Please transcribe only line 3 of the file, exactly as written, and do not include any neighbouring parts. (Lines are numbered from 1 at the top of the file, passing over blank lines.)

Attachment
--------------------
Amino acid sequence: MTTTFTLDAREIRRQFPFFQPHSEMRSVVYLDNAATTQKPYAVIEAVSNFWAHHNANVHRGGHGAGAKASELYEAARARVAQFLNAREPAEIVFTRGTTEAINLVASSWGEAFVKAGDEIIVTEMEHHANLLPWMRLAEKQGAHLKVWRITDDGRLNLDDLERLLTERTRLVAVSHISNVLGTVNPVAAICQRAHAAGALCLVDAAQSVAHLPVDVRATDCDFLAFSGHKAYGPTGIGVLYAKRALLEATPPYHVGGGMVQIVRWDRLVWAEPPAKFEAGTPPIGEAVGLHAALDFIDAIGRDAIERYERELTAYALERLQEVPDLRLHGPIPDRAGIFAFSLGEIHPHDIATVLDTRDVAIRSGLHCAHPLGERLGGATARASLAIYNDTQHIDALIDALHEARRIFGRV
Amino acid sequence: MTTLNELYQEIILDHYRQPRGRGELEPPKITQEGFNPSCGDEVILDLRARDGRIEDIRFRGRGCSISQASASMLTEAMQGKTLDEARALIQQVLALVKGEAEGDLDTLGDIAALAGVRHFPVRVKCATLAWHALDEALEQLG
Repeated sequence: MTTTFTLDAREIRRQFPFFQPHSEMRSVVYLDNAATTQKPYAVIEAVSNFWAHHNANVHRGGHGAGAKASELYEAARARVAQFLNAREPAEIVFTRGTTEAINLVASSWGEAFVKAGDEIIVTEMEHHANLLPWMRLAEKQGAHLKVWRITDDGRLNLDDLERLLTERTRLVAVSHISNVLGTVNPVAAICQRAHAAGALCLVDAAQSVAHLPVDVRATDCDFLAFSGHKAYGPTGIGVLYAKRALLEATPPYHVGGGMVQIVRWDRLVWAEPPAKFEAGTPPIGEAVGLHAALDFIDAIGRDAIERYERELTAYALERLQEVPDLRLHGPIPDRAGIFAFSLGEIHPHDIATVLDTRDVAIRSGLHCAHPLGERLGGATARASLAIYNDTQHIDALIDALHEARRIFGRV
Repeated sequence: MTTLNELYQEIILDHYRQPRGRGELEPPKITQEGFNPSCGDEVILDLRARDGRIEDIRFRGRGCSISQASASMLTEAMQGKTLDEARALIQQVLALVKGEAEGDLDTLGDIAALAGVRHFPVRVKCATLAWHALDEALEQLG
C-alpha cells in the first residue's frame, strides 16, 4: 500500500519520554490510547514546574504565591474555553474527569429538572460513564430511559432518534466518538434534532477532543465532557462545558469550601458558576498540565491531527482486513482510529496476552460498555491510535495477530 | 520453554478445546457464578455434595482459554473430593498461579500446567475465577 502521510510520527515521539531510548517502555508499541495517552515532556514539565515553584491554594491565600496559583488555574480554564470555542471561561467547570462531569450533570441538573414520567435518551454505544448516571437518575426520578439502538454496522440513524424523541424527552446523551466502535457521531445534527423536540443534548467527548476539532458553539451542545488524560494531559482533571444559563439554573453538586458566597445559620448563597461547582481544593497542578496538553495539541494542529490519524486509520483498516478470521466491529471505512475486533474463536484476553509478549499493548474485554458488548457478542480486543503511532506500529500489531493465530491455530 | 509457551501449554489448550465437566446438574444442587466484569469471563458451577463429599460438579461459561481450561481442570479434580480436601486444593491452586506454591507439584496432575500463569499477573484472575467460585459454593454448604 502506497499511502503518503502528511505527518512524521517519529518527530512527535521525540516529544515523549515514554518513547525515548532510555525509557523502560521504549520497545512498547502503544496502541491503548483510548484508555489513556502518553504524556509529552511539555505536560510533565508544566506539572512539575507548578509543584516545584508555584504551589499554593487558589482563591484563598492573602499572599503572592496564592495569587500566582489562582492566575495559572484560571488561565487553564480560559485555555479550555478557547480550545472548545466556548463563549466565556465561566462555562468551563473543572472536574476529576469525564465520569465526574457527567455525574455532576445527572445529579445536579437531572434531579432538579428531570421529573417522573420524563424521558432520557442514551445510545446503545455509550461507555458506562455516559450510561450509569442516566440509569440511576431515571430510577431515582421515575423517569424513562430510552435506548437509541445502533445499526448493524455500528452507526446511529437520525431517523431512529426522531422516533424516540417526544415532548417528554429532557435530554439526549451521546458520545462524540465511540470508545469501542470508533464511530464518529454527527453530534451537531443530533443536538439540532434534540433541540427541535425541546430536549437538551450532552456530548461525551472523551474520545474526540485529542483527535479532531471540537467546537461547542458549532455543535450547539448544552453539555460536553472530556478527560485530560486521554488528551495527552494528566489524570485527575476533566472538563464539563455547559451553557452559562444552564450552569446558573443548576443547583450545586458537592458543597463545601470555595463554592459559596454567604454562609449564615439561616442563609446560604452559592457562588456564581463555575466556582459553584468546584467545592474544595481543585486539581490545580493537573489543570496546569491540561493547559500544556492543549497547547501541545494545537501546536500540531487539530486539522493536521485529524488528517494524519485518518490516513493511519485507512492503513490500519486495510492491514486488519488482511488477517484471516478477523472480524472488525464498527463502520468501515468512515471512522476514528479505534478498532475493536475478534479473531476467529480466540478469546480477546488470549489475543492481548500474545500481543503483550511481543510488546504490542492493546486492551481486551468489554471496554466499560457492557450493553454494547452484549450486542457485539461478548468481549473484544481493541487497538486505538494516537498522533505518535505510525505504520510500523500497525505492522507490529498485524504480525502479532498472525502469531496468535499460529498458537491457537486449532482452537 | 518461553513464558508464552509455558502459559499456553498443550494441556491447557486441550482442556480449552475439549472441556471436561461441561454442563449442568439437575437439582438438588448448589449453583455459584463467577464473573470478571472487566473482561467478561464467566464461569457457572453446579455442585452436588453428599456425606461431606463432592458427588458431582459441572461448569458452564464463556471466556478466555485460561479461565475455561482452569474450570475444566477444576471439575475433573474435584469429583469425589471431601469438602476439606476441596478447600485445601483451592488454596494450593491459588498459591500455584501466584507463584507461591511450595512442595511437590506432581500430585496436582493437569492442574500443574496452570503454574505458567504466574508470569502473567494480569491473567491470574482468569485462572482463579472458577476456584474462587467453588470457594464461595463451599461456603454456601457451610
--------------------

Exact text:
Repeated sequence: MTTTFTLDAREIRRQFPFFQPHSEMRSVVYLDNAATTQKPYAVIEAVSNFWAHHNANVHRGGHGAGAKASELYEAARARVAQFLNAREPAEIVFTRGTTEAINLVASSWGEAFVKAGDEIIVTEMEHHANLLPWMRLAEKQGAHLKVWRITDDGRLNLDDLERLLTERTRLVAVSHISNVLGTVNPVAAICQRAHAAGALCLVDAAQSVAHLPVDVRATDCDFLAFSGHKAYGPTGIGVLYAKRALLEATPPYHVGGGMVQIVRWDRLVWAEPPAKFEAGTPPIGEAVGLHAALDFIDAIGRDAIERYERELTAYALERLQEVPDLRLHGPIPDRAGIFAFSLGEIHPHDIATVLDTRDVAIRSGLHCAHPLGERLGGATARASLAIYNDTQHIDALIDALHEARRIFGRV